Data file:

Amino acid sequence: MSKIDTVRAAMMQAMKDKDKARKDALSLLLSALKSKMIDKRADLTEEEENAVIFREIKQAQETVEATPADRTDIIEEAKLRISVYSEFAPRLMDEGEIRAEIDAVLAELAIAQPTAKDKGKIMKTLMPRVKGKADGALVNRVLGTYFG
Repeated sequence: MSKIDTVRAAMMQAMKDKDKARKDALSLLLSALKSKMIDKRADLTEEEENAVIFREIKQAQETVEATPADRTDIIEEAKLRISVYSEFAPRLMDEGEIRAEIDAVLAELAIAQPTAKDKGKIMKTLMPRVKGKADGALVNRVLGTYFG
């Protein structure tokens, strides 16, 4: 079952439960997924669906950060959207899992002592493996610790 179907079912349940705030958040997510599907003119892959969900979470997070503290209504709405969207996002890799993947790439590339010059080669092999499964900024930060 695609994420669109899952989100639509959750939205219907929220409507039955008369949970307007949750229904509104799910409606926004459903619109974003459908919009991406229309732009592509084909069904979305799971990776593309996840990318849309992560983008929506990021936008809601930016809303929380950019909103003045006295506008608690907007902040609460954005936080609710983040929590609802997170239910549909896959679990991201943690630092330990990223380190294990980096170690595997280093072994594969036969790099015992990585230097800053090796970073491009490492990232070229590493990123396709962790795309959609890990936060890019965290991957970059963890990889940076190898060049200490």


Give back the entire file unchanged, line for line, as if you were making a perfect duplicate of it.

Amino acid sequence: MSKIDTVRAAMMQAMKDKDKARKDALSLLLSALKSKMIDKRADLTEEEENAVIFREIKQAQETVEATPADRTDIIEEAKLRISVYSEFAPRLMDEGEIRAEIDAVLAELAIAQPTAKDKGKIMKTLMPRVKGKADGALVNRVLGTYFG
Repeated sequence: MSKIDTVRAAMMQAMKDKDKARKDALSLLLSALKSKMIDKRADLTEEEENAVIFREIKQAQETVEATPADRTDIIEEAKLRISVYSEFAPRLMDEGEIRAEIDAVLAELAIAQPTAKDKGKIMKTLMPRVKGKADGALVNRVLGTYFG
């Protein structure tokens, strides 16, 4: 079952439960997924669906950060959207899992002592493996610790 179907079912349940705030958040997510599907003119892959969900979470997070503290209504709405969207996002890799993947790439590339010059080669092999499964900024930060 695609994420669109899952989100639509959750939205219907929220409507039955008369949970307007949750229904509104799910409606926004459903619109974003459908919009991406229309732009592509084909069904979305799971990776593309996840990318849309992560983008929506990021936008809601930016809303929380950019909103003045006295506008608690907007902040609460954005936080609710983040929590609802997170239910549909896959679990991201943690630092330990990223380190294990980096170690595997280093072994594969036969790099015992990585230097800053090796970073491009490492990232070229590493990123396709962790795309959609890990936060890019965290991957970059963890990889940076190898060049200490």